care

care, n.

1. Serious attention; heed (written with care).

2. Under the law of negligence or of obligations, the conduct demanded of a person in a given situation. • Typically, this involves a person’s giving attention both to possible dangers, mistakes, and pitfalls and to ways of minimizing those risks (standard of care). See DEGREE OF CARE; REASONABLE PERSON. [Cases: Negligence 230. C.J.S. Negligence §§ 34, 59, 114, 116–117.]

adequate care. See reasonable care.

due care. See reasonable care.

extraordinary care. See great care.

great care.

1. The degree of care that a prudent person exercises in dealing with very important personal affairs.

2. The degree of care exercised in a given situation by someone in the business or profession of dealing with the situation.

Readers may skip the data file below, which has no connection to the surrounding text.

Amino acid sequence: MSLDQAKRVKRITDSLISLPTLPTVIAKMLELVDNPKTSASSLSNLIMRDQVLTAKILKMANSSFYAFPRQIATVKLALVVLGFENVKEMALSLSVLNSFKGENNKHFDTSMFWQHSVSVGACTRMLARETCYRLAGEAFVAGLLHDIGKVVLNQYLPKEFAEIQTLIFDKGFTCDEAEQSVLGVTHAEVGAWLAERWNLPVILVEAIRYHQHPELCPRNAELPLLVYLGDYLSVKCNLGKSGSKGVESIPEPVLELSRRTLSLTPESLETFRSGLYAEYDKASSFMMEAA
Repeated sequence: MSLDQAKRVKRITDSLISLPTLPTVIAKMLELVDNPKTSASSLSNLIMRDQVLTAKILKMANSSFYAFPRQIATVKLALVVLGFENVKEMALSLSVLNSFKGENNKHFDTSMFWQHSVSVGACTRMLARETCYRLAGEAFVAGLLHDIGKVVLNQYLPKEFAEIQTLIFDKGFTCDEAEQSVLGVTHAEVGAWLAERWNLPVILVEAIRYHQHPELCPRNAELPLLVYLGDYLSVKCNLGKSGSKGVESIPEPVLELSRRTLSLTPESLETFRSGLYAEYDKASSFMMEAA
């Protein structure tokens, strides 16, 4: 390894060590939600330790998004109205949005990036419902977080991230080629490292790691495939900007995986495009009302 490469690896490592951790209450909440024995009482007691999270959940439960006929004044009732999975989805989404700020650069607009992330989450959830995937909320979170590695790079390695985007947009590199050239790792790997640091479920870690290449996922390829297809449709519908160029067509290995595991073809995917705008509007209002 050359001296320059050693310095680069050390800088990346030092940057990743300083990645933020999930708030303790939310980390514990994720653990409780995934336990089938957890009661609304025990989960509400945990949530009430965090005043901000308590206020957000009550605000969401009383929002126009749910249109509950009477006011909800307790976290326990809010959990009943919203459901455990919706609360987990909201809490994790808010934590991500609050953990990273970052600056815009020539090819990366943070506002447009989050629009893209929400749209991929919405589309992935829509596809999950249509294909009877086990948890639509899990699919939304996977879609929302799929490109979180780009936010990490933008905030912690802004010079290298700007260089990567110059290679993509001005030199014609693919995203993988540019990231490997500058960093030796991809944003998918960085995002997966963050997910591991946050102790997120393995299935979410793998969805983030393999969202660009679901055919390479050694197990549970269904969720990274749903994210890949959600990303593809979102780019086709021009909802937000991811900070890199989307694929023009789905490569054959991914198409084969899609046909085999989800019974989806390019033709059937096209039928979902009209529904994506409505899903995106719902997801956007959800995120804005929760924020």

— Also termed extraordinary care; high degree of care; utmost care.

high degree of care. See great care.

highest degree of care.

1. The degree of care exercised commensurate with the danger involved. [Cases: Negli-gence 230. C.J.S. Negligence §§ 34, 59, 114, 116–117.]

2. See great care.

ordinary care. See reasonable care.

proper care. See reasonable care.

reasonable care. As a test of liability for negligence, the degree of care that a prudent and competent person engaged in the same line of business or endeavor would exercise under similar circumstances.

— Also termed due care; ordinary care; adequate care; proper care. See REASONABLE PERSON. [Cases: Negligence 233. C.J.S. Negligence §§ 34, 118–121, 125–127, 130–131, 133.]

slight care. The degree of care a person gives to matters of minor importance; the degree of care given by a person of limited accountability.

utmost care. See great care.

3. Family law. The provision of physical or psychological comfort to another, esp. an ailing spouse, child, or parent.


专业法律词汇 词条贡献者
译者Celia,毕业于新加坡知名法学院,擅长翻译涉及信息和智能技术领域的法律文件。
Scroll to Top